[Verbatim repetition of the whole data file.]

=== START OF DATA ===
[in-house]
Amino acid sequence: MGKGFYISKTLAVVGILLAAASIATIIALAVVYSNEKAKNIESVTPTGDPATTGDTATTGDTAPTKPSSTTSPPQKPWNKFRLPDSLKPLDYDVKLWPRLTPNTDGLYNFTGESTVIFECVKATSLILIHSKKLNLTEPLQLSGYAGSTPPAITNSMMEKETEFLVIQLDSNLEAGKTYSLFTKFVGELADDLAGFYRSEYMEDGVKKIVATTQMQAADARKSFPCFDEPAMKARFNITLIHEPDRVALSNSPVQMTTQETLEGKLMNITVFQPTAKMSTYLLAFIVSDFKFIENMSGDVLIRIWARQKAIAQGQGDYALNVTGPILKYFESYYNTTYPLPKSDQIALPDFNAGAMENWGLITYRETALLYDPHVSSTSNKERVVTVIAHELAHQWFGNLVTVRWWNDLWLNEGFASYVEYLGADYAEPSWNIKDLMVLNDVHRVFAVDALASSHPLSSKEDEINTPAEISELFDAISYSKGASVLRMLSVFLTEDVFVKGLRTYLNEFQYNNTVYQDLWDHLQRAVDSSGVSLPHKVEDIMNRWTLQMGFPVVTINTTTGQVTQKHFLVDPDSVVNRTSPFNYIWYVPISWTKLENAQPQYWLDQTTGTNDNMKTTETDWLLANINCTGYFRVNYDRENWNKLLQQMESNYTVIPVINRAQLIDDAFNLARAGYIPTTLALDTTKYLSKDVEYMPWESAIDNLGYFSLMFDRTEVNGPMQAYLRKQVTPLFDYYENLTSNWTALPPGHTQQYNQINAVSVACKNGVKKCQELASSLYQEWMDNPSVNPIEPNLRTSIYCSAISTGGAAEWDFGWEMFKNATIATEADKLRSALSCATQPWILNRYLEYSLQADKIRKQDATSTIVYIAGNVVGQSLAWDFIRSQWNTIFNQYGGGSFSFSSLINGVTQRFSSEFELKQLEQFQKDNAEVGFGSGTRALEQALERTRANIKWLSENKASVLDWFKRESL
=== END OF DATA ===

[in-house]
Amino acid sequence: MGKGFYISKTLAVVGILLAAASIATIIALAVVYSNEKAKNIESVTPTGDPATTGDTATTGDTAPTKPSSTTSPPQKPWNKFRLPDSLKPLDYDVKLWPRLTPNTDGLYNFTGESTVIFECVKATSLILIHSKKLNLTEPLQLSGYAGSTPPAITNSMMEKETEFLVIQLDSNLEAGKTYSLFTKFVGELADDLAGFYRSEYMEDGVKKIVATTQMQAADARKSFPCFDEPAMKARFNITLIHEPDRVALSNSPVQMTTQETLEGKLMNITVFQPTAKMSTYLLAFIVSDFKFIENMSGDVLIRIWARQKAIAQGQGDYALNVTGPILKYFESYYNTTYPLPKSDQIALPDFNAGAMENWGLITYRETALLYDPHVSSTSNKERVVTVIAHELAHQWFGNLVTVRWWNDLWLNEGFASYVEYLGADYAEPSWNIKDLMVLNDVHRVFAVDALASSHPLSSKEDEINTPAEISELFDAISYSKGASVLRMLSVFLTEDVFVKGLRTYLNEFQYNNTVYQDLWDHLQRAVDSSGVSLPHKVEDIMNRWTLQMGFPVVTINTTTGQVTQKHFLVDPDSVVNRTSPFNYIWYVPISWTKLENAQPQYWLDQTTGTNDNMKTTETDWLLANINCTGYFRVNYDRENWNKLLQQMESNYTVIPVINRAQLIDDAFNLARAGYIPTTLALDTTKYLSKDVEYMPWESAIDNLGYFSLMFDRTEVNGPMQAYLRKQVTPLFDYYENLTSNWTALPPGHTQQYNQINAVSVACKNGVKKCQELASSLYQEWMDNPSVNPIEPNLRTSIYCSAISTGGAAEWDFGWEMFKNATIATEADKLRSALSCATQPWILNRYLEYSLQADKIRKQDATSTIVYIAGNVVGQSLAWDFIRSQWNTIFNQYGGGSFSFSSLINGVTQRFSSEFELKQLEQFQKDNAEVGFGSGTRALEQALERTRANIKWLSENKASVLDWFKRESL